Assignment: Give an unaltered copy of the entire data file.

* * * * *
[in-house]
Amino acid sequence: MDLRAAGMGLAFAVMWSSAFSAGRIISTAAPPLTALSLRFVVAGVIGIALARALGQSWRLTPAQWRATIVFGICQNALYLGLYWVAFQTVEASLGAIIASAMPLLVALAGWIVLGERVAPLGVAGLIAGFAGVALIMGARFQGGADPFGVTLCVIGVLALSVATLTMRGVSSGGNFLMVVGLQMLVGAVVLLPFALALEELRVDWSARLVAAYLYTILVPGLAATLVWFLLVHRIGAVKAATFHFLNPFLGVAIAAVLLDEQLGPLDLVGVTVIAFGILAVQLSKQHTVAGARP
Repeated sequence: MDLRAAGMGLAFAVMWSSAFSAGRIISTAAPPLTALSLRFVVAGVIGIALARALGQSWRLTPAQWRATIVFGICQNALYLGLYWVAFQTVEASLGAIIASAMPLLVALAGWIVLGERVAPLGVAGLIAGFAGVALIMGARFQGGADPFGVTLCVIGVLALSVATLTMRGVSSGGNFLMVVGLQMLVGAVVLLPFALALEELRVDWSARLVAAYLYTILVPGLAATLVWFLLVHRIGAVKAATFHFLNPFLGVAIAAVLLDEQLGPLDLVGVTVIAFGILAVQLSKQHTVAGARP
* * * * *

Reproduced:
[in-house]
Amino acid sequence: MDLRAAGMGLAFAVMWSSAFSAGRIISTAAPPLTALSLRFVVAGVIGIALARALGQSWRLTPAQWRATIVFGICQNALYLGLYWVAFQTVEASLGAIIASAMPLLVALAGWIVLGERVAPLGVAGLIAGFAGVALIMGARFQGGADPFGVTLCVIGVLALSVATLTMRGVSSGGNFLMVVGLQMLVGAVVLLPFALALEELRVDWSARLVAAYLYTILVPGLAATLVWFLLVHRIGAVKAATFHFLNPFLGVAIAAVLLDEQLGPLDLVGVTVIAFGILAVQLSKQHTVAGARP
Repeated sequence: MDLRAAGMGLAFAVMWSSAFSAGRIISTAAPPLTALSLRFVVAGVIGIALARALGQSWRLTPAQWRATIVFGICQNALYLGLYWVAFQTVEASLGAIIASAMPLLVALAGWIVLGERVAPLGVAGLIAGFAGVALIMGARFQGGADPFGVTLCVIGVLALSVATLTMRGVSSGGNFLMVVGLQMLVGAVVLLPFALALEELRVDWSARLVAAYLYTILVPGLAATLVWFLLVHRIGAVKAATFHFLNPFLGVAIAAVLLDEQLGPLDLVGVTVIAFGILAVQLSKQHTVAGARP